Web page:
"But who can say that the vapour engine has not a kind of consciousness? Where does consciousness begin, and where end? Who can draw the line? Who can draw any line? Is not everything interwoven with everything? Is not machinery linked with animal life in an infinite variety of ways? The shell of a hen's egg is made of a delicate white ware and is a machine as much as an egg-cup is: the shell is a device for holding the egg, as much as the egg-cup for holding the shell: both are phases of the same function."

Machines and animals are the same. And then he goes further by suggesting that everything has a form of consciousness. The potato, for example. "Even a potato in a dark cellar has a certain low cunning about him which serves him in excellent stead. He knows perfectly well what he wants and how to get it. He sees the light coming from the cellar window and sends his shoots crawling straight thereto. . . . The potato says these things by doing them, which is the best of languages."

Butler is best known for his posthumous novel The Way of All Flesh.

Wednesday, April 9, 2008

Suburban hell

BB's spring soccer season started yesterday. It was delayed twice by our heavy rains. The organization he plays with has been assigned a new set of fields by the city. And when I say new, I mean they are brand new fields. It was not so good. One has to take a gravel/dirt road to get to them and park in a gravel/mud lot. Gravel and mud is not easy for LB's stroller. The fields themselves are barely that. Uneven planes of mud with tufts of grass might qualify as open space, but they aren't really proper playing fields. Balls barely roll as the confront uneven clumps of grass and the kids were tripping as they ran. And then, when we were done, 200 or 300 cars, all with screaming, hungry kids inside, attempted to leave the mud and gravel at the same time. The whole mise-en-scène just felt like raw suburban hell. There is a new subdivision bordering the fields, with eroding new bluffs surrounding it, and an eery containment pond nearby (was this swampy land?) beckoning to small children to drown themselves. The final insult. No bathrooms.

Two observations: 1) BB is taller than everyone else. 2) Looking down the line of kids as they listened to their coach, everyone stood still with one foot on their soccer ball, except BB who was spinning around with his arms in the air imagining some future soccer glory.

Tuesday, April 8, 2008

Busy, busy . . .

This is going to be a busy day. I have a haircut, a paper to read, a seminar with a visiting scholar, BB's soccer practice, and a lecture to attend tonight. Normally, I'm not scheduled through 9 or 10 at night. If I'm going on the market again, I guess I need to get used to it. Must run right now. LB has a poop in his pants. And breakfast needs to be on the table if we're going to get BB to the bus.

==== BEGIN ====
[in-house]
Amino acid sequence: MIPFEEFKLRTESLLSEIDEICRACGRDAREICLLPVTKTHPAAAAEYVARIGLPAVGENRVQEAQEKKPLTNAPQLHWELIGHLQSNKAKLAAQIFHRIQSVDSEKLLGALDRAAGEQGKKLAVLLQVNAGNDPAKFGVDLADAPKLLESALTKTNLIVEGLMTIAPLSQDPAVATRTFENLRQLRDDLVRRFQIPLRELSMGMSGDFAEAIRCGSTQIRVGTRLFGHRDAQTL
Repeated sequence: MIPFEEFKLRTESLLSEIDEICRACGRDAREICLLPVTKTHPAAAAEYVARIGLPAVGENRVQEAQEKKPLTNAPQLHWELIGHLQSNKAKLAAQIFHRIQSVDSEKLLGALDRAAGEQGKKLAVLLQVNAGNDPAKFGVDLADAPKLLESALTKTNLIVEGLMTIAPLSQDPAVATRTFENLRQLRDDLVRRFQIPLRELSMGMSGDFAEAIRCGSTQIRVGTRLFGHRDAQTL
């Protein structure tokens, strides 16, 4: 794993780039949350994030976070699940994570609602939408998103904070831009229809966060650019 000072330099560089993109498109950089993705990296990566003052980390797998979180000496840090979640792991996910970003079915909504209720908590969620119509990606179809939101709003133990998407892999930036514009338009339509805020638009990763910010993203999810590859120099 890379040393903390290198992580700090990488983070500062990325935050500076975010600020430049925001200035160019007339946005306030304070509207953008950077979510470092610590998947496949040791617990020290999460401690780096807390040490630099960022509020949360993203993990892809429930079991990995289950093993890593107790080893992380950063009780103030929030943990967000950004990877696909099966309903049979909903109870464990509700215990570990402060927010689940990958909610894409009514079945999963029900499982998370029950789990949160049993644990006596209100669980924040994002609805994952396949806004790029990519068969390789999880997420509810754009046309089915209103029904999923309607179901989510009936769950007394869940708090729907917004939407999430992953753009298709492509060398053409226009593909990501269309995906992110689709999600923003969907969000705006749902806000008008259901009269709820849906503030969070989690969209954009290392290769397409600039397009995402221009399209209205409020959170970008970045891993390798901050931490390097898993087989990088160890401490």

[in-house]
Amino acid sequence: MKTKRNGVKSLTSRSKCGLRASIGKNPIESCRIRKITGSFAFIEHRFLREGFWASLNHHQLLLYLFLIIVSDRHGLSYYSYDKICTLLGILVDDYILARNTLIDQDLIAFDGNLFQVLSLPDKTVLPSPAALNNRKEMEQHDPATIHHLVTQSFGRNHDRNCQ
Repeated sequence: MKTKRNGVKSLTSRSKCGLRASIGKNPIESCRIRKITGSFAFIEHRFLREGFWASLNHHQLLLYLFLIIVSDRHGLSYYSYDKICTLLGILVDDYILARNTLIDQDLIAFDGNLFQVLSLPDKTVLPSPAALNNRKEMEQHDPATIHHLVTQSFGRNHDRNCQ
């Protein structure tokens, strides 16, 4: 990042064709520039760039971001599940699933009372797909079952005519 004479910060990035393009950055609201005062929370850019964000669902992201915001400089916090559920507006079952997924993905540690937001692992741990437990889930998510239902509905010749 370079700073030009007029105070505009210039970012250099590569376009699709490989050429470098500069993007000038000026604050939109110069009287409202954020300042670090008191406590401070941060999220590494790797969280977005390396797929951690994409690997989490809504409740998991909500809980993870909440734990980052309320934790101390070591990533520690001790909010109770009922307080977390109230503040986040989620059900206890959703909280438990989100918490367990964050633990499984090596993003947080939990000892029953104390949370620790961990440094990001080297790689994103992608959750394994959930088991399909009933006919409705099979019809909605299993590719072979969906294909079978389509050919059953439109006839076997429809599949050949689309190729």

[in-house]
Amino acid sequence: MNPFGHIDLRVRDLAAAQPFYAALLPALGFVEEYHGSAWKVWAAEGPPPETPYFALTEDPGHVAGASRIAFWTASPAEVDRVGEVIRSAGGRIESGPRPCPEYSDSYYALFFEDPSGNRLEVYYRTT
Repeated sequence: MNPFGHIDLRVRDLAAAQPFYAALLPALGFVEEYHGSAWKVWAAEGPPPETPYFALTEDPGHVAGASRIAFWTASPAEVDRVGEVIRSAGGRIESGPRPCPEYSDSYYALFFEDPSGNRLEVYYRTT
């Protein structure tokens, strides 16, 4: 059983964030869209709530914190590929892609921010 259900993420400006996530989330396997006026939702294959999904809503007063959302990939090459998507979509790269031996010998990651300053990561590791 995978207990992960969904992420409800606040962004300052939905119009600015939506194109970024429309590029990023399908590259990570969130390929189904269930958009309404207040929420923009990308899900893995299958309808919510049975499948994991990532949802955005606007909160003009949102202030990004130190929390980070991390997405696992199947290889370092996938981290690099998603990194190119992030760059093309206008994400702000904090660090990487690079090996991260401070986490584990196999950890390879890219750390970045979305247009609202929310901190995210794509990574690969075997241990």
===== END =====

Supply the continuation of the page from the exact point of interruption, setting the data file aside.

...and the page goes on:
"Where Is My Mind." This is classic rock for my generation.

Monday, April 7, 2008

Cinéma vérité

We've pulled out an old Sony video camera a few times for BB. Mostly to see what he would make of playing with it a bit. Long time readers will know he's gone through some cycles of wanting to make movies and animation, mostly while he's created elaborate set ups. Now it seems he's old enough to get the concept of actually filming. All weekend he authoritatively carried the camera around, this time intending to create a video spotlighting LB's life. We have LB running, laughing, crying, spitting out food, rolling around on his head, brushing his teeth, etc. etc. LB loves the attention and BB thinks most of LB's antics are great fun. What's really funny about the whole thing is how nouveau BB is with his filmmaking style. He's been using the tripod for shots outside or in the kitchen (of himself, especially), but he favors the tight, shaky shots that have become such a staple of neo-realism. Frankly, I wouldn't be surprised if he's trying to copy the reality show aesthetic of shows like Mythbusters and Dirty Jobs, which he adores. Next he'll be trying to get LB to bust some myths, like "Will you break your leg if you jump off the roof?"

The Fuzztones

From their 1984 album Lysergic Emanations. Even in the 1980s, the Fuzztones were a throw-back to a psychedelic-era, garage-band sound.

Sunday, April 6, 2008

Water tower

BB came into our bed this morning, as we tried to sleep-in a bit. He had water towers on the mind and the amount of pressure they exert on the water. What happens, he wondered, if one doesn't open a faucet for a long time? Does the pressure build up and finally break the faucet's valve? I talked about the steady state of the water and its pressure. He still wasn't satisfied. Doesn't it go boom? (He's fascinated with explosions, which the show Mythbusters only stokes.) His mom brought up water balloons and how they will burst if you fill them too much. I then tried to talk about the relative strength of the materials used to hold water. But BB was running with his mom's thought experiment. Can we make them go boom?